Do Conflicts of Interest Matter Anymore?
There's a problem, the elephant in the room, that nobody wants to address. The accusations of games journalism playing fast and loose with a dubious set of ethics, is bubbling over. In recent years, the elephant is screaming, wildly knocking over furniture, and it's starting to become impossible to ignore.
This topic came to head recently with the scandal involving allegations of non-consensual sex, abuse, manipulation, and nepotism amongst game developer Zoe Quinn, Quinn's former boyfriend, Eron Gjoni and Kotaku reporter Nathan Grayson. Putting aside the sordid accusations, the he-said-she-said boyfriend-girlfriend allegations of infidelity, and the deplorable abuse that's been heaped on Quinn since the story broke, the question remains: Is games journalism irrevocably entwined with conflicts of interest? Or is that at least the perception people have?
For journalists to remain an impartial party, they must avoid at all costs mixing personal and professional relationships. When that is unavoidable, transparency of the relationship must be announced. Disclosure to the audiences of any biases that could be perceived to influence reporting is necessary to maintain the trust of the audience.
Conflicts of interests can take many shapes and forms; they are not just limited to romantic relationships, but can arise from friendships and family relationships as well. Issues can also arise when there is a financial gain connected to press coverage, whether the gain is for the journalist themselves, or for people he or she personally knows. There is a clear conflict of interests if journalists are accepting gifts from parties they are covering. Time and time again these issues involving clear conflicts of interests are seen in games journalism.
That isn't to say there aren't those who've taken notice of the issue and attempted to spur on discussion, but when this line of ethics is re-established by those who critique games journalism, most often than not, they receive retaliation.
Robert Florence's Lost Humanity 18: A Table of Doritos, details Geoff Keighley's role as someone who simultaneously promoted cheesy Doritos while being considered by Harvard Business as a leader in his field. Keighley was quoted as saying, “There's such a lack of investigative journalism. I wish I had more time to do more, sort of, investigation.” Yet, there he is pictured, promoting Doritos and Mountain Dew: a clear conflict of interests.
Florence also published tweets (That have since been removed from the article.) from games journalist Lauren Wainwright saying ,“Urm… Trion were giving away PS3s to journalists at the GMAs. Not sure why that’s a bad thing?” Following up with the tweet, “Lara header, two TR pix in the gallery and a very subtle TR background. #obsessed @tombraider”.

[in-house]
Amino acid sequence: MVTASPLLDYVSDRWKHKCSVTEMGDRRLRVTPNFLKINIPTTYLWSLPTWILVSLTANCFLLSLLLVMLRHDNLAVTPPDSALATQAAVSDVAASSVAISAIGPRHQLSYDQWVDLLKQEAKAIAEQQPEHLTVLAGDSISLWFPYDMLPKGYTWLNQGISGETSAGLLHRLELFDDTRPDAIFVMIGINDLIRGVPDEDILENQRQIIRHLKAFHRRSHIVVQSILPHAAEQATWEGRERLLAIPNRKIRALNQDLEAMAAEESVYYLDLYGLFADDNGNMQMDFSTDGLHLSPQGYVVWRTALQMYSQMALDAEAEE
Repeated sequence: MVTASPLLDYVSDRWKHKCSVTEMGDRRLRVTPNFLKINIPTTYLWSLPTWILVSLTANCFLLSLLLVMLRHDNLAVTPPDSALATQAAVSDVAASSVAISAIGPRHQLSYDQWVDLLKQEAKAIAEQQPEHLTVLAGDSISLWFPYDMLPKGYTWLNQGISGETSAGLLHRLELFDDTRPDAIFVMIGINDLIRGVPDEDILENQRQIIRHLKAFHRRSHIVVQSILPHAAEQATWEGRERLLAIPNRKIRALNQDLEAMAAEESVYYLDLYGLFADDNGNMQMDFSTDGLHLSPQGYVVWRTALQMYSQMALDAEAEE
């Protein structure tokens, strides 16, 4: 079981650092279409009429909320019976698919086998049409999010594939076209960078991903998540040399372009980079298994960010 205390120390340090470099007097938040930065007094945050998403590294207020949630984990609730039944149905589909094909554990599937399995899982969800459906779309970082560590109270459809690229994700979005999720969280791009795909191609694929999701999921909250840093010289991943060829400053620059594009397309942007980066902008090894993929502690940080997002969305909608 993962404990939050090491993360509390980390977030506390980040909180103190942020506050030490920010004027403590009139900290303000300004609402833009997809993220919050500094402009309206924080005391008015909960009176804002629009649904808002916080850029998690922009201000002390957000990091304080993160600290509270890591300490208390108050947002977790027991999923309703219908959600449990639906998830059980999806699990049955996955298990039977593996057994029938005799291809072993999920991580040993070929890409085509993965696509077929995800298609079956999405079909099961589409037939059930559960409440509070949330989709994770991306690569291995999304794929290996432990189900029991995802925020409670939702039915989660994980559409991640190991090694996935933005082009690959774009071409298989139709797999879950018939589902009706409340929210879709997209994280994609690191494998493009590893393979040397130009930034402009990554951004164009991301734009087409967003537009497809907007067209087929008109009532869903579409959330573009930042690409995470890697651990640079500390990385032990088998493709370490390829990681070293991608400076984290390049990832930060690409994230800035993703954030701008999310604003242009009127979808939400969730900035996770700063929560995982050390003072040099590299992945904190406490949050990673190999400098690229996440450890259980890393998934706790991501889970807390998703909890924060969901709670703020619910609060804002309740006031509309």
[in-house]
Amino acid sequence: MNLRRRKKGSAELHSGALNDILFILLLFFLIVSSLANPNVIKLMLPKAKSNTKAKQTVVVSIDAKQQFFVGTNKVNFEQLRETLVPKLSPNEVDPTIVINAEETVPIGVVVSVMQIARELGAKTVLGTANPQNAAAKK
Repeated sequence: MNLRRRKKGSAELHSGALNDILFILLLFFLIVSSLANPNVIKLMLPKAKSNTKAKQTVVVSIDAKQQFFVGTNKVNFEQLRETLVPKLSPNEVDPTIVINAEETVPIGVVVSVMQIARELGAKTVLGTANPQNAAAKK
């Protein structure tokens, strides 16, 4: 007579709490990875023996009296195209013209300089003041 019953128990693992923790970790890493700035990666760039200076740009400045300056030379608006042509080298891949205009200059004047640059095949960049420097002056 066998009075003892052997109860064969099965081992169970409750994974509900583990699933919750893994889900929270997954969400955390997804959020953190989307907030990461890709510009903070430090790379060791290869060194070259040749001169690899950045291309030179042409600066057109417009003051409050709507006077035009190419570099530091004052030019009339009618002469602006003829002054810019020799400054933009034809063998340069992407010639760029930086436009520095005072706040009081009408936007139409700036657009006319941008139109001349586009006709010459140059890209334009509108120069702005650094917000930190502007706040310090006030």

There seems to be a very clear conflict of interest that Wainwright has with Square Enix, the publisher of Tomb Raider, seeing how she listed doing freelance work for Square Enix. Instead of addressing the extravagant gifts and promotion of a product, Intent Media, owner of MCV, Wainwright's employer, sent a complaint to Eurogamer resulting in Wainwright being removed from the article, Florence being hit with libel complaints, and subsequently Florence leaving Eurogamer.
Erik Kain of Forbes summarized the Florence situation as "The fact of the matter is, articles like Florence’s and the fallout of that article do point to a widespread, deeply entrenched problem facing the gaming press and its lack of a uniform ethical code that often serves or at least appears to serve game publishers first and consumers second.”
Perception is everything. Whether or not there are favors being given, the perception is that there could be. The lack of upfront transparency continually undermines the credibility of any organization through the eyes of gamers. It's ludicrous to suggest that Zoe Quinn herself set back the role of women in the gaming industry, as some purport. It would be more accurate to say Gamergate set the entire gaming industry back; it set back the public's perception of games journalism and game development.
These events have given a perception that neither sector of the industry can be trusted to behave in a professional and ethical manner. The lack of criticism coming from within the industry about the unethical behavior, is itself, unsettling. The retaliation against those who point out the unethical behavior, is all the more disturbing.
Note: This is a charged topic due to the personalities involved and the allegations levied against them. Keep it civil, keep personal attacks out of it, and talk about the topic at hand rather than the tabloid-soap-opera details.
About the Author
Michael Dunaway has been part of the MMOBomb team for years and has covered practically every major Free-to-Play title since 2009.
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